Our campsite was packed up early because we want to beat the heat. By the time I’d located an official website, downloaded the trail brochure and gpx file for the map, stocked up on supplies at the supermarket (we will be self-sufficient for 3 breakfasts, 2 lunches, and 2 evening meals), it was already 8:30. We’d both read a couple of ‘blogs’ with contradictory points of view so we didn’t know what to expect. Although we’ve now got access to the brochure, we haven’t read it. If you are intending to do the trail, the following link may help you. http://www.ciro.herzegovinabike.ba/gb/
From Mlini on the Croatian coast, just out of Dubrovnik, it’s a climb of 12 km, up to the border. It’s 10:30 by the time we join the queue to leave Croatia, and then a second queue to enter Bosnia-Herzegovina, and already the temperature is 36 C. Nev looks at the steep rocky mountain to the right of the road. He points high up to where there is a stone wall, of zig-zag formation. He reckons, from a blog he read, that will be the route. I’m confused because I’d had a quick glance at the contour graph, and felt good about the first 40km being mainly flat. Nev asks what direction the route notes started from, and I didn’t know, so he reckons it was from Mostar, our destination; and he was correct. Looks like I’ll have to mentally prepare myself for at least one kilometre of torture! We’re not sure if we can queue hop, as we have been able to do at other borders, but there is no shade, the line of vehicles is moving tooooi slowly, so we take the risk. No-one tells us off, and we are quickly through with another stamp in the passports.
About 20 metres from the border, there is a sign on our right, Ciro Cycling Trail is over the road; a narrow asphalt track. First we have coffee at Ivanika, and realise we have no local currency. Fortunately they accept any of Euro, Croatian Kuna, or Bosnia-Herzegovina Mark. We are not sure if there will be water tanks on route, so fill our four water bottles and an extra two litre container.
The trail follows what was formerly a narrow gauge railway, that was operational from 1901 until 1976, linking Dubrovnik and Trebinje in Croatia, with Mostar, Herzegovina. The first train that used the line was named ‘Ciro.’ There is possibly another trail starting point at Trebinje in Croatia, but we are starting from the Dubrovnik end, in the village of Ivanika.
In the far distance there are the remnants of a village. Stone houses with walls collapsed and roofs missing. Immediately we have a surreal feeling, in response to the desolation, and that we know we are entering what we think is an isolated area, and will need to remain on the trail as the area was land-mined during the war in the 1990’s. We believe we will have no traffic for 130km, and after recently riding 100’s of kilometres of busy main roads, this will be bliss.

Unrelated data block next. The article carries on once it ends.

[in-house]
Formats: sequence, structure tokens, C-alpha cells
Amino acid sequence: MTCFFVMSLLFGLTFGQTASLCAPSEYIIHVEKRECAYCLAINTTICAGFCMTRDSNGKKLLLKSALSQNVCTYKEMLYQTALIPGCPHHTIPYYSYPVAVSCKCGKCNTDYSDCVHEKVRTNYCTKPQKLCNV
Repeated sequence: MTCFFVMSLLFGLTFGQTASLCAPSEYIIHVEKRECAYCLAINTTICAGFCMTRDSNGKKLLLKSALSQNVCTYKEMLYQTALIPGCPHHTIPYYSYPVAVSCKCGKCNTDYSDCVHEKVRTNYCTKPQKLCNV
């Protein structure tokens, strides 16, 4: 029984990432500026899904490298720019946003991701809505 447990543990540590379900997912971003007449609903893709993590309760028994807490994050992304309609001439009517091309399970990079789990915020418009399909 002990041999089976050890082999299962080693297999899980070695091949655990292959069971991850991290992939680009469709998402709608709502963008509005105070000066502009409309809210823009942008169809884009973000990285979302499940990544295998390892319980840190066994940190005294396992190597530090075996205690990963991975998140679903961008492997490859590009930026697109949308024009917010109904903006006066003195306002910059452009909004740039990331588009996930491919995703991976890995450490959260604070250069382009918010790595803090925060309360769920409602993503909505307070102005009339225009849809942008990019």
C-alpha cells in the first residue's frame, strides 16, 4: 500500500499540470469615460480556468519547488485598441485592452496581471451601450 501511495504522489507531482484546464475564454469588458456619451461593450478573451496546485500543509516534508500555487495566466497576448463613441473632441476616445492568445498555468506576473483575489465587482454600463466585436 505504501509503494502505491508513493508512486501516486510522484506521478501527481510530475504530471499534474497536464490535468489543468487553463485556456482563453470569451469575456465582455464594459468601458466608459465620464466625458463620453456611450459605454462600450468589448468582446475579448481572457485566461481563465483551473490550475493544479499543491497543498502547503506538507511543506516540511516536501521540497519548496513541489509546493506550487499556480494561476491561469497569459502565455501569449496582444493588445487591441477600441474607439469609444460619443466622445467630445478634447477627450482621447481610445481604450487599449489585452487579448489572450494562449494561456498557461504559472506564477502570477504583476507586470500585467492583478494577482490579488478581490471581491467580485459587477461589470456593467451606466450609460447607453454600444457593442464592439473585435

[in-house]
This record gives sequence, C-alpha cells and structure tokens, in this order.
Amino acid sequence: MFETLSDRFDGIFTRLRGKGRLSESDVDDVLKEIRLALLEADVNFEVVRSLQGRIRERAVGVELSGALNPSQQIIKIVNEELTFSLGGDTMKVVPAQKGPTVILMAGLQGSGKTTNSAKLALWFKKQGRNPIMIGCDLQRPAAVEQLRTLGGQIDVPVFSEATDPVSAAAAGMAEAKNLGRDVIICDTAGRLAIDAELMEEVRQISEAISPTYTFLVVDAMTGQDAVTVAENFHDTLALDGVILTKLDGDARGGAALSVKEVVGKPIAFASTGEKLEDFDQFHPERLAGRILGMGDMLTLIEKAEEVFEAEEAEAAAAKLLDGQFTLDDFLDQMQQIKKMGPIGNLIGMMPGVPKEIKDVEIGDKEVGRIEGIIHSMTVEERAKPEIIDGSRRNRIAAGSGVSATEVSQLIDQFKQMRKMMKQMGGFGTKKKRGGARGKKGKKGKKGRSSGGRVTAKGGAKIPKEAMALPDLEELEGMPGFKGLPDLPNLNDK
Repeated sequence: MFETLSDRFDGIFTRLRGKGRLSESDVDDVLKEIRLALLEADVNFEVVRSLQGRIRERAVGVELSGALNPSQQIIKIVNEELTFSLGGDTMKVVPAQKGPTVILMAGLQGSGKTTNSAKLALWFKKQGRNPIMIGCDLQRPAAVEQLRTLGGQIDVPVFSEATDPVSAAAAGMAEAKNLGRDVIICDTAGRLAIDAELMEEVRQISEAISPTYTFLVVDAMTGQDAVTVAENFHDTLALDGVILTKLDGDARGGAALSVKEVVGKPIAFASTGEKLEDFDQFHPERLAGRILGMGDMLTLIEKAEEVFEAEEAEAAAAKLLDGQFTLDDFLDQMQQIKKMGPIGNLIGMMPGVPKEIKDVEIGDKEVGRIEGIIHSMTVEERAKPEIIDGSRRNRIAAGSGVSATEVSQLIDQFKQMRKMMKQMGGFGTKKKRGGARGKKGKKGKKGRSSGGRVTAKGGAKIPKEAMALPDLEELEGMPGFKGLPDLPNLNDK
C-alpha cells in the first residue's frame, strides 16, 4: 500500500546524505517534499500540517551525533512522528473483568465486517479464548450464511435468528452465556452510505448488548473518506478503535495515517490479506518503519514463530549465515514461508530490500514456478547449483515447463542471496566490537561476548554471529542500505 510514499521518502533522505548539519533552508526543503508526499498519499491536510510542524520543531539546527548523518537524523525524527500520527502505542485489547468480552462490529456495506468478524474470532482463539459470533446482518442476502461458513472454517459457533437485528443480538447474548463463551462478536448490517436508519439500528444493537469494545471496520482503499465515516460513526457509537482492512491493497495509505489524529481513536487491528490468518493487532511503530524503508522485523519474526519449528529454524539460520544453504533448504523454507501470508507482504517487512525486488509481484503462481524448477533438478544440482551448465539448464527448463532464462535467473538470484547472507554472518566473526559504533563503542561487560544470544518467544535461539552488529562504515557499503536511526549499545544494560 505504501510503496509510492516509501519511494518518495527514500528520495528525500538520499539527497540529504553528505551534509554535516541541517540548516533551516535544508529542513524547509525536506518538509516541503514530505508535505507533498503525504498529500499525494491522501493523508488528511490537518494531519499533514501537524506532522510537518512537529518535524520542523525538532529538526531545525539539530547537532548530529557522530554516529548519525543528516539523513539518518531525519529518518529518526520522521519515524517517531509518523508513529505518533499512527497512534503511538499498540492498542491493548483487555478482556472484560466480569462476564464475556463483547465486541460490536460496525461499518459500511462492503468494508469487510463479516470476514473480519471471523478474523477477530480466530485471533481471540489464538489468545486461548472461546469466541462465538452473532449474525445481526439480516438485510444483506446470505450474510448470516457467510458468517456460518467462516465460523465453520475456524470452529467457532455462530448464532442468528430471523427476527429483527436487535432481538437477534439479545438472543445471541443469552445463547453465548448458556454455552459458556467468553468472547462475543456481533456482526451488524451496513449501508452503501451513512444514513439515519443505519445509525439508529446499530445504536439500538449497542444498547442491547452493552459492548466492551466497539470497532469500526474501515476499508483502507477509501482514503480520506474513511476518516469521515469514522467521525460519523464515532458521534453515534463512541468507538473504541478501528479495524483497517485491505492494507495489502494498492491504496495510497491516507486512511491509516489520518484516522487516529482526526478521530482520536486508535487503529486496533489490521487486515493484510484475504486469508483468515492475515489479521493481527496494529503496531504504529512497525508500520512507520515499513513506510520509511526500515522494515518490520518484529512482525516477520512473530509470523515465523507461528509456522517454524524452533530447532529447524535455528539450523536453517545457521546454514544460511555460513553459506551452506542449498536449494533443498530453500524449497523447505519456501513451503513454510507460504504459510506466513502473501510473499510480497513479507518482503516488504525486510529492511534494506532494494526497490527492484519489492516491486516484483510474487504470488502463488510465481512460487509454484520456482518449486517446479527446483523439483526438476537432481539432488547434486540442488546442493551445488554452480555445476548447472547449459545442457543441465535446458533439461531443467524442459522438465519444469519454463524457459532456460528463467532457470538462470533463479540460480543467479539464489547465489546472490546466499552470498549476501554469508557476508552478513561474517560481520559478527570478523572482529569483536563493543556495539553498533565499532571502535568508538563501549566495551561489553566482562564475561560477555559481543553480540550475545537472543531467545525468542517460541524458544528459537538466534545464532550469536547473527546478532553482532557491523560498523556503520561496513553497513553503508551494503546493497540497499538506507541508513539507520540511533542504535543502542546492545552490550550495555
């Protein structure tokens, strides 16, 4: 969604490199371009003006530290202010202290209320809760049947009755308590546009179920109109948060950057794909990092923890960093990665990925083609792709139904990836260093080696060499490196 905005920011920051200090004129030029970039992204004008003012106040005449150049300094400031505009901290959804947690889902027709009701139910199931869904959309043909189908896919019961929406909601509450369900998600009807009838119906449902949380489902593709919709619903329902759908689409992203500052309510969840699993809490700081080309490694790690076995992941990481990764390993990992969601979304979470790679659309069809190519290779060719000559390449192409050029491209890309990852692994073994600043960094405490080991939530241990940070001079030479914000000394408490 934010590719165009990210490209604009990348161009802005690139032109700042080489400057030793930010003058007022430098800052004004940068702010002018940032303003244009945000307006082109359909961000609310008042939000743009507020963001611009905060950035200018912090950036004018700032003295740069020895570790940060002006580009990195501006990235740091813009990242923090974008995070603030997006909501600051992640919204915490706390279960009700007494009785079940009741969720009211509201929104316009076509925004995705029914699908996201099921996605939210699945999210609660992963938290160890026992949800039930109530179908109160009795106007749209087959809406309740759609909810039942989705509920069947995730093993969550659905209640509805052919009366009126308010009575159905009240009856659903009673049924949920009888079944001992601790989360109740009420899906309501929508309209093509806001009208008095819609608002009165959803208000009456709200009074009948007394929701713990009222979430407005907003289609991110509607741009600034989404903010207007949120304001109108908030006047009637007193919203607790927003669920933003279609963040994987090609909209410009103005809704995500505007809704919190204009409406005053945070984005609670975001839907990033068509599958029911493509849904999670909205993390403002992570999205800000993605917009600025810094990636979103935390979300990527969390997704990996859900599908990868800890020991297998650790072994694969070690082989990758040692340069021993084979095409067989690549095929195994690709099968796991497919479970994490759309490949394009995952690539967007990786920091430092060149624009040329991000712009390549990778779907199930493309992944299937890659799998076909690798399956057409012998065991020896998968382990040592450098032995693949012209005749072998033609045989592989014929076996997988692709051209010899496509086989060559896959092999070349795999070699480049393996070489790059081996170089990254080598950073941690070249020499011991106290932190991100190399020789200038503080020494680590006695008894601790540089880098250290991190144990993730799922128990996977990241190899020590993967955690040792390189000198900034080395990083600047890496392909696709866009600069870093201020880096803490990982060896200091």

We don’t have a tortuous start, and the gradient is gentle, between -2 and +2%, and continues in this manner for much of the day. The narrow sliver of road is bordered by green shrubbery. After only a few kilometres we come to the first Station, now a ruin, and surrounding buildings in the same state. We are surprised to be overtaken by a vehicle but we later come across the occasional occupied home. At the larger village of Hum, a few houses appear to be occupied but many are partially destroyed and have ‘OK’ painted near the doorway; we expect that means that they had been searched and cleared of weapons and mines.
Our ride continued in this manner; stopping to read the notice boards at each station, stopping to wander around a church, or for photos of the amazing views; all at a relaxed pace. We were following the contour line along the edge of Popovo Polji, looking out to a large flat basin formed in the past by the Trebišnjica river. Occasionally the canal, that was built on the riverbed of the Trebišnjica River, and through which it now flows,(at 68km is the longest slab of concrete in the world), snakes through our view.
We encountered little in the way of danger or difficulty. One dead snake, a good reminder not to venture off the asphalt, one sign warning about land mines, one hornet that took a dislike to me when I spent too long observing them going into a hole in some concrete, three vehicles. The heat reached 40 C by the middle of the afternoon, but as long as we were moving, we created our own airflow. Just as well we had an adequate water supply, as, (apart from knocking on someone’s door if we’d got desperate) there had been no places to refill. At one time we waved to two cyclists coming toward us. They had no gear so appeared to be on a day trip. Other than the cyclists we had seen no more than ten other people.
Just before Zavala, the track widened and some cars were parked. A group of people on our left were wearing blue jackets and had yellow helmets on their heads. We’d arrived at the Cave Vjetrenica, and this was a tour group. At the cave entrance, with a grill to prevent unguided people entering, it was the best natural air-conditioning you could wish for. We sat with our drink, waiting to take the 4p.m. tour, in the blast from the ‘wind cave’ and with the air that was blowing out, at just over 11C, we soon forgot that it was actually extremely hot elsewhere. Our cave tour, of 6 people and guide, was following a path 600 metres through the cave, with key points explained. The cave was limestone and key features were the ponds, with water so calm and clear, it was invisible. We saw one Salamander with almost translucent white skin. Evidently the Salamander has the slowest metabolism of any creature on earth, only needing to eat once every ten years. Now that would be handy for a cyclist!